I remember reacting with skepticism when I heard that Microsoft was rolling out their famous Microsoft Office suite as a monthly subscription for $9.99 a month. Why pay an endless subscription when you could get the same product for a one-time fee? I viewed it as just another attempt for Microsoft to line its pockets.
So I must say that I am a little surprised to now find myself a subscriber. There is more to the service than I originally thought.
When you have just shelled out $1000 or more for a new computer, there is something pretty painful about spending another $200 or more for Microsoft Office. Everyone uses the software, and having to pay such a hefty fee feels akin to taxes or those hefty extra fees that the airport and city tack on when you rent a car.
I could see how a fee of just $9.99 upfront might ease the sting, and my assumption was that Microsoft figured that they could win customers over with a low up-front fee while secretly turning on a lifetime source of revenue. And this is probably true, but I’ve learned that Microsoft has sweetened the deal in ways that make it much more compelling.
The benefit of the Office 365 Home Premium service is that it includes the full suite (including Outlook and Access), and it covers FIVE computers, not just one. So if you are using this for your family, you can get a lot more mileage for your dollar.
Over the holidays, I decided to finally upgrade my home Mac Book Pro. I had completely maxed out the 256 GB hard drive on my old laptop with photos and video, and the computer had slowed down to molasses with drive filled with family photos/videos and three OS upgrades. I sprang for one of the new 13″ Retina models with twice as much storage on a super-fast solid state drive. I’m secretly hoping that the high speed drive will mean the computer won’t slow down as much even as the drive fills up (check in again three years to find out).
Purchasing a new computer meant it was time to pay the Microsoft Office tax. Somehow, up until this year I have managed to never need to purchase a full-priced Microsoft office license directly. I’ve always had access to an installation option through my work in one way or another. But no longer.
Now, having a new Mac does mean that I have a free alternative to Office: Mac’s productivity suite of Pages, Numbers, and KeyNote. I’m sure that there are some people who will argue very passionately that these products are just as good or better than Microsoft’s. I have looked briefly at Numbers, but my sense is that these are the same people who will tell you that Dvorak is a much more sensible keyboard layout – it may be true, but Office is the product that I know. The secret of using Excel is all the tricks and techniques, and I’m not interested in learning them all over again for a different tool.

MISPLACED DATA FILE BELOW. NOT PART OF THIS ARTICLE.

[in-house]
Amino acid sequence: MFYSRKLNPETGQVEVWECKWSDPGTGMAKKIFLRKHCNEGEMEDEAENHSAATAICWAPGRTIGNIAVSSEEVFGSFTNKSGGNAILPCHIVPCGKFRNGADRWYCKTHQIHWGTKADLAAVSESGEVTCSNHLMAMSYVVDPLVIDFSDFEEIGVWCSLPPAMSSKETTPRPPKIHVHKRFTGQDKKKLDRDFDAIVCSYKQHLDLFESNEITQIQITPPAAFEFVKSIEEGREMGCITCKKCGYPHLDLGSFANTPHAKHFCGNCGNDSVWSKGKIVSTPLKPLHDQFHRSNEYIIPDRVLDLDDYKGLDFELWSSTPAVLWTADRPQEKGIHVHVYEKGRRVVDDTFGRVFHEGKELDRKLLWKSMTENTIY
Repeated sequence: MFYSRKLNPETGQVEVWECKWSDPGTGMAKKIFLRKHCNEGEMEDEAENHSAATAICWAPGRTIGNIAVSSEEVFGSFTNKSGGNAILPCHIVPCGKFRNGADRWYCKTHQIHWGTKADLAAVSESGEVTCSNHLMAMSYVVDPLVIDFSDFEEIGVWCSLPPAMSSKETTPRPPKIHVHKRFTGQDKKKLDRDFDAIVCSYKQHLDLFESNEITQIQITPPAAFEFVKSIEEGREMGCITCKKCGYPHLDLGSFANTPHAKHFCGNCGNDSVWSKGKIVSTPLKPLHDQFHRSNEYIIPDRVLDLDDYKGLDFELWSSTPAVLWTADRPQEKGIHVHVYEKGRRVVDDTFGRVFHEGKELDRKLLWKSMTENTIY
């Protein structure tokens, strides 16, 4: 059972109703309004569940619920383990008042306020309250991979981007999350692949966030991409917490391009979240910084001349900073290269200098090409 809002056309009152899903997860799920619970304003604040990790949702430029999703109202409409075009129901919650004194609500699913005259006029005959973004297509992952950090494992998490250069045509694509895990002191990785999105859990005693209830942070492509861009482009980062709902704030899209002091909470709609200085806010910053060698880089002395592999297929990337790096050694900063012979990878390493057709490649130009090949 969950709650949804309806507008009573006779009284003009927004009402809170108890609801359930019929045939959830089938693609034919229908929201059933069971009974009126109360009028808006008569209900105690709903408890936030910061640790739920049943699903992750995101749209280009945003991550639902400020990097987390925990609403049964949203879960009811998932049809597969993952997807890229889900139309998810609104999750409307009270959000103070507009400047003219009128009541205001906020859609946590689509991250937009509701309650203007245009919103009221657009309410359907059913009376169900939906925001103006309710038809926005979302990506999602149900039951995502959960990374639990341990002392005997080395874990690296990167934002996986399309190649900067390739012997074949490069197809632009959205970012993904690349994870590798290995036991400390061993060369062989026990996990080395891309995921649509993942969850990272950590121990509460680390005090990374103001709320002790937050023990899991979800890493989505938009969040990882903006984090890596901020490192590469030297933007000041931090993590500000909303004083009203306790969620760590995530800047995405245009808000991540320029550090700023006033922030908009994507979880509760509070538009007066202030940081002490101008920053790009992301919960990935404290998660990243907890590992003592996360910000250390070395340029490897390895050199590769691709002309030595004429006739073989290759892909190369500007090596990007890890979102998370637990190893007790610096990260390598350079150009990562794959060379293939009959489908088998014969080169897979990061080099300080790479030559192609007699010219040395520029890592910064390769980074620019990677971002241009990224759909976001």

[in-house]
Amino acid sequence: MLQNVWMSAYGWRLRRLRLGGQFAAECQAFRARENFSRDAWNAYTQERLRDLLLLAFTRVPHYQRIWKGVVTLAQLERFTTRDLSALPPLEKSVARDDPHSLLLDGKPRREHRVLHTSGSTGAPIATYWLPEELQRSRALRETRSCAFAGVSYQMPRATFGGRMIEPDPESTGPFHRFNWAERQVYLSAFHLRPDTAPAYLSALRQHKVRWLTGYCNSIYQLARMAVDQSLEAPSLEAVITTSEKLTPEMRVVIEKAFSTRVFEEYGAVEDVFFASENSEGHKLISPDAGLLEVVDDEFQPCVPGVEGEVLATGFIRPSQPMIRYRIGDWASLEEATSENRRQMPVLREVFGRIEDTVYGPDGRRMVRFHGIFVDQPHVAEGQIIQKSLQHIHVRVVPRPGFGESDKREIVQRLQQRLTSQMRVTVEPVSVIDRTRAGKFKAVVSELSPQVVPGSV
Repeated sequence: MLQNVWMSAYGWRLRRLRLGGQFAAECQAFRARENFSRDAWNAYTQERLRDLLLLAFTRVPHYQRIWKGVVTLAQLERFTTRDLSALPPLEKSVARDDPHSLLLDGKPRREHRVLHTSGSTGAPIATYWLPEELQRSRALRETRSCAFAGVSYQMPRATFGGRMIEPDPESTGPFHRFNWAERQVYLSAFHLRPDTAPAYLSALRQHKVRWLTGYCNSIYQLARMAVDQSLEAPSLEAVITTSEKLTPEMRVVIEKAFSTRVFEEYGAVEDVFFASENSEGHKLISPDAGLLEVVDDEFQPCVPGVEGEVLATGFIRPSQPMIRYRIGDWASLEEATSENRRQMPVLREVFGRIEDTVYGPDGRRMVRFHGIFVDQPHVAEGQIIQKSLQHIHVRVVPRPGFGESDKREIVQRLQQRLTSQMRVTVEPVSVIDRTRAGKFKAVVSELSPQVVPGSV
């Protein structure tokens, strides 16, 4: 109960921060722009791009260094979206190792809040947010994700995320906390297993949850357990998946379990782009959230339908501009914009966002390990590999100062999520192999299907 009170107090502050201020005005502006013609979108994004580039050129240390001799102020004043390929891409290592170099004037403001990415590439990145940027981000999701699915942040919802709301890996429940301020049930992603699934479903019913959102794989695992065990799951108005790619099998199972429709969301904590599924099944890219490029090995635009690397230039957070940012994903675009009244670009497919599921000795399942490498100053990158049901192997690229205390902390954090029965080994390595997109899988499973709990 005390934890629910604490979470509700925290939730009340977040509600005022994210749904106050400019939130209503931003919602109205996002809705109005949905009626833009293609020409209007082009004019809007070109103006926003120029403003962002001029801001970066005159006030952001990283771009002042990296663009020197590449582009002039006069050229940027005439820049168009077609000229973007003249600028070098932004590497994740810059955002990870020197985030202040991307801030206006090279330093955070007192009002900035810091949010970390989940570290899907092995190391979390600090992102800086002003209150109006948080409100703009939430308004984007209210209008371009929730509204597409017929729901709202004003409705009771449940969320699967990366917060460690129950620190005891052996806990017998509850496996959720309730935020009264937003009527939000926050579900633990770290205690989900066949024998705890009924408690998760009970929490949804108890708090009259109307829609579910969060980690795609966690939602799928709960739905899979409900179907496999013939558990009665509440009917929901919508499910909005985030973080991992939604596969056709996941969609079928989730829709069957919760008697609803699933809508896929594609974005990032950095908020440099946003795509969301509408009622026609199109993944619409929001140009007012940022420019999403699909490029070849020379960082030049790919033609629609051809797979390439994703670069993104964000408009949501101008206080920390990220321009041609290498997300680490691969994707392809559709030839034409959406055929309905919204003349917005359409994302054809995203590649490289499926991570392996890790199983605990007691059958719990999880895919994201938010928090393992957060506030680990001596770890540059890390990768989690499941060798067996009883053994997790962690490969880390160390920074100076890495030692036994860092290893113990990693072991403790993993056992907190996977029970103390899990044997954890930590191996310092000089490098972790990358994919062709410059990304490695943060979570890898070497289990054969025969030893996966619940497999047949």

To buy the office suite, I could pay $140 for the Home & Student edition, or $220 for Home & Business. I didn’t really need Outlook, so $140 for Home & Student would be fine. Why bother with an Office 365 subscription at $10 a month? I would have the computer for much longer than the 14 months it would take to recoup the costs.
The key came to the fact that I wasn’t planning on throwing the old Mac laptop away. My wife’s Windows laptop was pushing four years old and was also running slow as molasses. I have been trying to convince her to switch to a Mac, and I suspected that if I actually completely wiped my old Mac and installed the OS fresh, it would speed up significantly. However, wiping it meant I would need a new Office installation, and I no longer had access to an installation through work.
My wife was open to trying out the Mac, but I knew that if I gave it to her with anything other than the Microsoft Word and Excel programs she was familiar with, I was going to get the “What the hell is this?” look.
So now I was about to pay a double tax. At $280 for two computers, the Office 365 subscription plan starts to look more compelling. It would now take two years to recoup the savings if I went with the monthly subscription, and that timeline would be closer to three years if I went with the annual subscription pricing ($100 for one year).
And purchasing an MS Office subscription has other benefits. One of the biggest is that it also comes with Access for PC installations. Now, I am the first to admit that Access is a truly awful program. However, one of the Jewish institutions I do volunteer work for uses it to manage its donor database, and a few times a year I need to be able to open it up and edit it. Office 365 would allow me to install Access for no extra cost onto Parallels (this would count as a third of my five computers) rather than paying the $110 for it individually.
There are other benefits, too. It has 20GB of free storage on SkyDrive, which could be quite useful if I need to send someone some very large files that would overfill my Dropbox account. It also includes 60 Skype world minutes, although personally that doesn’t hold much value for me.
And, each time Microsoft rolls out an update, you get upgraded automatically.
The best part of it is frankly that the software becomes managed on the web. Microsoft’s product keys always annoy me. You have to keep track of them if you ever want to move the installation to another computer. With Office 365, you can manage the installations centrally on the web, deactivating one computer and then installing it on another one.
So, I payed $100 up front for a yearly subscription and installed Office onto two computers. Three years is a long enough break-even timeline that I am willing to take the plunge.